Pilgrimage is a stand-alone post-apocalyptic story of survival. It was previously published as three separate novellas: Crossing, Refuge, and Advent.
High School teacher James Rockwell is vacationing in Maine with his family, when an earth-changing explosion sends them on a race for their lives. Their first step is escaping an island in the midst of a tsunami, and it only gets more dangerous from there.
Can they find their way home as civilization crumbles around them? And if they do, what horrors will they find?
It's a bullet-train of a thriller riding on the edge of the rails to the last page.
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Customer ReviewsMost Helpful
By KS on 15-08-2018
Everyday people trying to survive
What would you do if you awoke to a tsunami and a world without power? It’s scary to contemplate. That’s what happened to Jim and his family as they were on vacation, several states away from home. Pilgrimage by Tom Abrahams details their escape from the tsunami, their troubles navigating the unsafe streets while trying to get home, and what they found when they reached the supposed-safe-haven. Jim is a man who refuses to give up and will do anything to protect his family. I love that the characters are normal, everyday people who must face challenges head-on and use the will to survive to overcome. This action-packed story kept my attention from the first page. Kevin Pierce projects the emotions of the characters and has an innate ability to place us into the story with his voice. He’s an excellent narrator.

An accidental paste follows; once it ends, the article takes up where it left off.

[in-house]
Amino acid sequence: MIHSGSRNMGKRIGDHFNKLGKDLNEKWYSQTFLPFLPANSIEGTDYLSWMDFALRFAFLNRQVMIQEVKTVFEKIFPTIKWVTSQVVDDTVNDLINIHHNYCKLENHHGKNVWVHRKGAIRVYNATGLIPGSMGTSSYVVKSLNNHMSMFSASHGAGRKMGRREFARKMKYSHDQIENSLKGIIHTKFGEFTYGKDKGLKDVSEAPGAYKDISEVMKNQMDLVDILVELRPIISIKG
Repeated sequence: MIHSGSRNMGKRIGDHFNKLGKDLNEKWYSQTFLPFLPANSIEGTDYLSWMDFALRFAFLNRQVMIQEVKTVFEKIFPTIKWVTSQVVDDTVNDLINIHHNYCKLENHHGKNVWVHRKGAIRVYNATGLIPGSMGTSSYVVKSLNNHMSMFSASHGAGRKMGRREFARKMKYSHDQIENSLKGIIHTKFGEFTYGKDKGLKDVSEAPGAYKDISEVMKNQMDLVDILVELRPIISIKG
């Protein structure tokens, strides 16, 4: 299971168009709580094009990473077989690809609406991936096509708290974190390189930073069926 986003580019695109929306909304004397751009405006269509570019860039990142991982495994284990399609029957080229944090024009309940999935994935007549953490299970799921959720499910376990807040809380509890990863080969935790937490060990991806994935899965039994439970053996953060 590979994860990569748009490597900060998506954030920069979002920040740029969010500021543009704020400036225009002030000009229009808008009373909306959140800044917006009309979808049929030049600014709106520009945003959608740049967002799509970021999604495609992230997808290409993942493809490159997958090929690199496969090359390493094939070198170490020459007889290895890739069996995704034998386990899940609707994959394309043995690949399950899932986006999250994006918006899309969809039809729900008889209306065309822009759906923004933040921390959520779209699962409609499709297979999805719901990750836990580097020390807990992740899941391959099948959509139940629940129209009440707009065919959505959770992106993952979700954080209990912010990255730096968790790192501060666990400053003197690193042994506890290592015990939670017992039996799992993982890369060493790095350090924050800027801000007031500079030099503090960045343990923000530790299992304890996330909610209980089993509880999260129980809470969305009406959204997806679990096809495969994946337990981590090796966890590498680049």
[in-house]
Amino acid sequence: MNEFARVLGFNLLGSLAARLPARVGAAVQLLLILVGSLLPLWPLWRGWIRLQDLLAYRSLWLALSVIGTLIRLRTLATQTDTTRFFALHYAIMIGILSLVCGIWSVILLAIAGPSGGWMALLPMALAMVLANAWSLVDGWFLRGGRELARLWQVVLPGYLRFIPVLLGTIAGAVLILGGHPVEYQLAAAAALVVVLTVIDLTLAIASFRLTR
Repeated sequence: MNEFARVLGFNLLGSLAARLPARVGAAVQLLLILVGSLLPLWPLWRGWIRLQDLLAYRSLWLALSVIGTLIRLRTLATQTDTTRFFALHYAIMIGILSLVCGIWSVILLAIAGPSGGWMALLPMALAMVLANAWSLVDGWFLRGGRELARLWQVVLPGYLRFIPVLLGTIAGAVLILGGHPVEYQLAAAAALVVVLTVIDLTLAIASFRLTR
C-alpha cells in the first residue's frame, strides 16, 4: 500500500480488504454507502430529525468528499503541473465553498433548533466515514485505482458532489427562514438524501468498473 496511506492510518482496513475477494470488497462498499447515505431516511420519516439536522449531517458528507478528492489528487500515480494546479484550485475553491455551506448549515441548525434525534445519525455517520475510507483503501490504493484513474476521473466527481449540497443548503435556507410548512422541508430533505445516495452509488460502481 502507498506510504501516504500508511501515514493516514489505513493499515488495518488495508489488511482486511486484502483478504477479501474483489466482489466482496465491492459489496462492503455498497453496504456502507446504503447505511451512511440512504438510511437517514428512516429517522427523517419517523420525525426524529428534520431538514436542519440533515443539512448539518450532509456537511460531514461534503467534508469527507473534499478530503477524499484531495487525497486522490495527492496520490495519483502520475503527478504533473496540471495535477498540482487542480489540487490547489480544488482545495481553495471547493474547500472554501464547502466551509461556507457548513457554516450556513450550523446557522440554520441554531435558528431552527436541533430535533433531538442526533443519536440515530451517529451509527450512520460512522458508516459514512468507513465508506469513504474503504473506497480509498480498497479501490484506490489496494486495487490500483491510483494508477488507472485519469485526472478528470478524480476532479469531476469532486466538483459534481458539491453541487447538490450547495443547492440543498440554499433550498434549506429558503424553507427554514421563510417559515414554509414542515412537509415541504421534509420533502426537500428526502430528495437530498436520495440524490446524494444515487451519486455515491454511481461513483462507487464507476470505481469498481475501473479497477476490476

7 of 8 people found this review helpful
By June on 22-08-2018
Typical apocalypse story
I was given this free review copy audiobook at my request and have voluntarily left this review.
My best summary for this book is, walking dead without the zombies. There's a major disaster and a family wants to go home.
This book can be divided into 3 distinct sections. They feel more like 3 separate books in a series rather than a cohesive story. The sections begin quite abruptly and almost never references previous sections. It was quite jarring. I actually had to check the chapter list once thinking the app skipped me ahead in error.
I enjoyed the family dynamic most. Not everyone is an instant survivor and just because the world might be ending, doesn't mean we should lose our sense of right and wrong. The wife being scared and reserved makes more sense. The fact that the husband adapted so quickly unnerves me. The daughter is absolutely useless, even as a plot device. If the author wanted to showcase a child's reaction to the apocalypse, the son is enough. Maybe because I don't like kids, now I really don't like kids.
The performance was good and consistent with the sample provided.
2 of 2 people found this review helpful